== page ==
|New Pioneers Columns|
Some of our well-loved columns that appear as "New Pioneers Notes" in The Springfield Sun.
After a long gray winter, spring is finally here on the hill farm. With 70 degree weather and sunshine, the farm and the farmers give thanks for an end to gray cloudy days and weeks of snow and rain. Daffodils and crocus have come and gone, dogwood winter made a quick journey through, and the spring peepers are singing on the creek. The fields are greening, and the lambs are on corkscrews, jumping in the air for the fun of it. Iris, roses, peonies are making a debutante’s bow on the edge of the yard. A fat robin checks out the worm menu in the back yard, and the finches are showing their Easter yellow finery.
After a long absence from writing the column, I found myself with a rare day of quiet and free time; the farmer had gone to the machinery show, the grand kids were back in school, and except for the usual chores in the farmhouse kitchen, I had a block of time to think and write. This February has had echoes of last year’s ice storm with repeating snow layers, but the lights have stayed on, the road down the hill has been relatively passable, the farm lambing and weather problems have been minor, and we are beginning to look for spring.
As a young mother in the 60’s, one of the small pleasures of a busy life was a clothesline full of freshly washed diapers, bleaching in the sun and smelling of fresh air and country breezes when folded and ready for use. Many years later my babies had grown up with families of their own; when my first grandchildren came to visit, they brought a different kind of diaper, diapers that were complete with absorbent padding and plastic covers on the outside. “So easy and clean to use” read the blurb on the package, just discard in the garbage after use, no washing or dealing with the mess. But farm life is always different from city life, we had no garbage service for pickup, and were already sorting and composting or burning most of our garbage; soiled disposable diapers were impossible to burn or compost. So I was left with carrying the diapers to work and sneaking them into the waste bins, or saving the diapers and sending them back home with the babies.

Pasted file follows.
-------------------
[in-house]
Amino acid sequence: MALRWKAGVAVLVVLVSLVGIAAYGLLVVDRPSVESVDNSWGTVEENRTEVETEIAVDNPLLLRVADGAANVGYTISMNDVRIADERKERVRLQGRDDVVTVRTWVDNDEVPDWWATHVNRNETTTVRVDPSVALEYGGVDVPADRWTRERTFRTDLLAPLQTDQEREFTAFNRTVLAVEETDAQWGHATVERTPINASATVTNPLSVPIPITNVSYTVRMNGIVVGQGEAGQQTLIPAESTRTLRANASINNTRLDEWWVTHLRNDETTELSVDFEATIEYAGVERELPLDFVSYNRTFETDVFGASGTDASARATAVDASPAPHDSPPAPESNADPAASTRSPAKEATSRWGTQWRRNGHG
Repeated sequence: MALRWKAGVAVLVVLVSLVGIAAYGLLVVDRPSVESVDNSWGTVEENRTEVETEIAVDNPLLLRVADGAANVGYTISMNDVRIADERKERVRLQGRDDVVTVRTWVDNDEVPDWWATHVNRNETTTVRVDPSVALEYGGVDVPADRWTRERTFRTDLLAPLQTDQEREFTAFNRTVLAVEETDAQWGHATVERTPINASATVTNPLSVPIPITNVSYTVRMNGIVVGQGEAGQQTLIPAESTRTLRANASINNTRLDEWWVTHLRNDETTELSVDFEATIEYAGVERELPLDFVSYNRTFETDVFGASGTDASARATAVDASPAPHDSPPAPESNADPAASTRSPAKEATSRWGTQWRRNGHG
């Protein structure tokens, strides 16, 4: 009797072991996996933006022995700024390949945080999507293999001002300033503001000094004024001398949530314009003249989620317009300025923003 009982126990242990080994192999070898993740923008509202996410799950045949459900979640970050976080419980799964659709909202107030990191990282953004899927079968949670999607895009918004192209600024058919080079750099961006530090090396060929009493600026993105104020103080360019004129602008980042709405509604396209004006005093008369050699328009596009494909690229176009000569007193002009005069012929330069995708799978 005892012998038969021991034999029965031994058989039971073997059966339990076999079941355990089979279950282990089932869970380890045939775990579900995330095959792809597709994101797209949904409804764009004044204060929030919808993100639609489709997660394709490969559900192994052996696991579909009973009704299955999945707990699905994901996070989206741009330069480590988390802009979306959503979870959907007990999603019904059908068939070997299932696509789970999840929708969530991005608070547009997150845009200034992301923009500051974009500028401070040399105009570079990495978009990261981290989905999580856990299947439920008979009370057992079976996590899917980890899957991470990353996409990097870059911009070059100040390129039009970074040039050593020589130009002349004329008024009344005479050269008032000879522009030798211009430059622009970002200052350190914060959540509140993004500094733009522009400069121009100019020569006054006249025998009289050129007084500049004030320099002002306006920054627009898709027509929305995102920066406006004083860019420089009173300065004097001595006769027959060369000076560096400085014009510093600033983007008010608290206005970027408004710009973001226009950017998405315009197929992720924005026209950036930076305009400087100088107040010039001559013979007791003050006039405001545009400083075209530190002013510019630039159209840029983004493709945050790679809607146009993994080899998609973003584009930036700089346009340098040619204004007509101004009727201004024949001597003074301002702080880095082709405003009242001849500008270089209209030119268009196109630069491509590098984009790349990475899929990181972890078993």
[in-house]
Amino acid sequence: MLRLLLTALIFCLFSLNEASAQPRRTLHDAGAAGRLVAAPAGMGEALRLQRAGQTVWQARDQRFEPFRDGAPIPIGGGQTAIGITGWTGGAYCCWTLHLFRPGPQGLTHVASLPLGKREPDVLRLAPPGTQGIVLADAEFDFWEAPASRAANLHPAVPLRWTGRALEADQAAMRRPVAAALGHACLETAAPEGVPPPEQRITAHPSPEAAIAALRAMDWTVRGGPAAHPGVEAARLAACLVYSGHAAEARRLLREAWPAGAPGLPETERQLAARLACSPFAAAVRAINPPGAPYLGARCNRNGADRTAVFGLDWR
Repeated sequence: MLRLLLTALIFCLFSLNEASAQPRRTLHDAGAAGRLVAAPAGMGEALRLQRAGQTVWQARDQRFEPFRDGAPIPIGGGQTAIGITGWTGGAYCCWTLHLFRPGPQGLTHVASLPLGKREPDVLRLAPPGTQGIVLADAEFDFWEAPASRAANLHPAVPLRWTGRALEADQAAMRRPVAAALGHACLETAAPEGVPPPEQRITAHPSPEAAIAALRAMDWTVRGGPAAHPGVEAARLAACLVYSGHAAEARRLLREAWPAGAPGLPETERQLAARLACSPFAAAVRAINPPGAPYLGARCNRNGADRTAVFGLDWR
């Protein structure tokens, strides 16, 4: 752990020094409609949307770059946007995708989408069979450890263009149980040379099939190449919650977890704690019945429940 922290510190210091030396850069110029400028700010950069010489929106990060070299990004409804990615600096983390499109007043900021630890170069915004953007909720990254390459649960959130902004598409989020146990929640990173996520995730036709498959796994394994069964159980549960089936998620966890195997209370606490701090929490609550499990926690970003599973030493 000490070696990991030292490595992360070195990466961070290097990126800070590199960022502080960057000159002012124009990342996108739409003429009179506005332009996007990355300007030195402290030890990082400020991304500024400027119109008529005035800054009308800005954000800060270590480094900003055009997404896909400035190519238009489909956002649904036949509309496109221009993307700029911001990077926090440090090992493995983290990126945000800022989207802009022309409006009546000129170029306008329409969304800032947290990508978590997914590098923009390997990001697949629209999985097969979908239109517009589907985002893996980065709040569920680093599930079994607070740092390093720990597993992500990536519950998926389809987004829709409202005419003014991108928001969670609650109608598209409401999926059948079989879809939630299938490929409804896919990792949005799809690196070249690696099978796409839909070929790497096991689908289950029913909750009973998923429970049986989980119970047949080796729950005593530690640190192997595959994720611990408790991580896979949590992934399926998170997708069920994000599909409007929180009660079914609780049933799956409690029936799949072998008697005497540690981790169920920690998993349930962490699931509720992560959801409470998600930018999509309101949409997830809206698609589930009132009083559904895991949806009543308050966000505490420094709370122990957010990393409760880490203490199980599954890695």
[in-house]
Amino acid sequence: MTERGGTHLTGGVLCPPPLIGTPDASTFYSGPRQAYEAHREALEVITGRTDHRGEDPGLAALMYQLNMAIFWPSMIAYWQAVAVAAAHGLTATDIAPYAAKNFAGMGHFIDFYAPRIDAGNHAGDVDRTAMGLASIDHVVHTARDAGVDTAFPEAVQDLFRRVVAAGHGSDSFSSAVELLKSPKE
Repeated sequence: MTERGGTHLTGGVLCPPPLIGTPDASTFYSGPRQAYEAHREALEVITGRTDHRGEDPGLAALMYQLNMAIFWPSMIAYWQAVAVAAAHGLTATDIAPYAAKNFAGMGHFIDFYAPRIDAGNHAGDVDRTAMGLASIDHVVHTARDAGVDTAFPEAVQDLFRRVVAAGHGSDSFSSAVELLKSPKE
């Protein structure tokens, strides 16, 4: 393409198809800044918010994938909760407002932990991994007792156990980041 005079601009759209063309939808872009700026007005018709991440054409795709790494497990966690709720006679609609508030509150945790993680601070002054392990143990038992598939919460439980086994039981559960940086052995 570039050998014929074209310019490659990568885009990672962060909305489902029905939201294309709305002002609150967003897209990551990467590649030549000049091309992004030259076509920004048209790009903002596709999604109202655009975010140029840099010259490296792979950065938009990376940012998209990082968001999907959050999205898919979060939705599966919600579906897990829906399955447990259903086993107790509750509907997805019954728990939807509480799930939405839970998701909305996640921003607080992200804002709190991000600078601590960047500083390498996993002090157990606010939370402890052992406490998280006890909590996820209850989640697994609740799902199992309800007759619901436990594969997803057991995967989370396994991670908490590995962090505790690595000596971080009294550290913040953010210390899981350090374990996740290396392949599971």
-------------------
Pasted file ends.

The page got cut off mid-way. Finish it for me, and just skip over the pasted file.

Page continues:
The phone message sounded like one of those credit card offers that you delete as soon as you hear it, but after listening again, I thought I recognized the voice of our sheep shearer. We had been expecting his call, as it was late May, time for shearing. The sheep were carrying a heavy coat of wool, and hot days were causing panting, and going to shade early in the day. The message on the phone said that our “natural fiber removal technician” was available, and would be on the farm in two days. After we deciphered the message, and understood the joke, we began preparation for the shearing.
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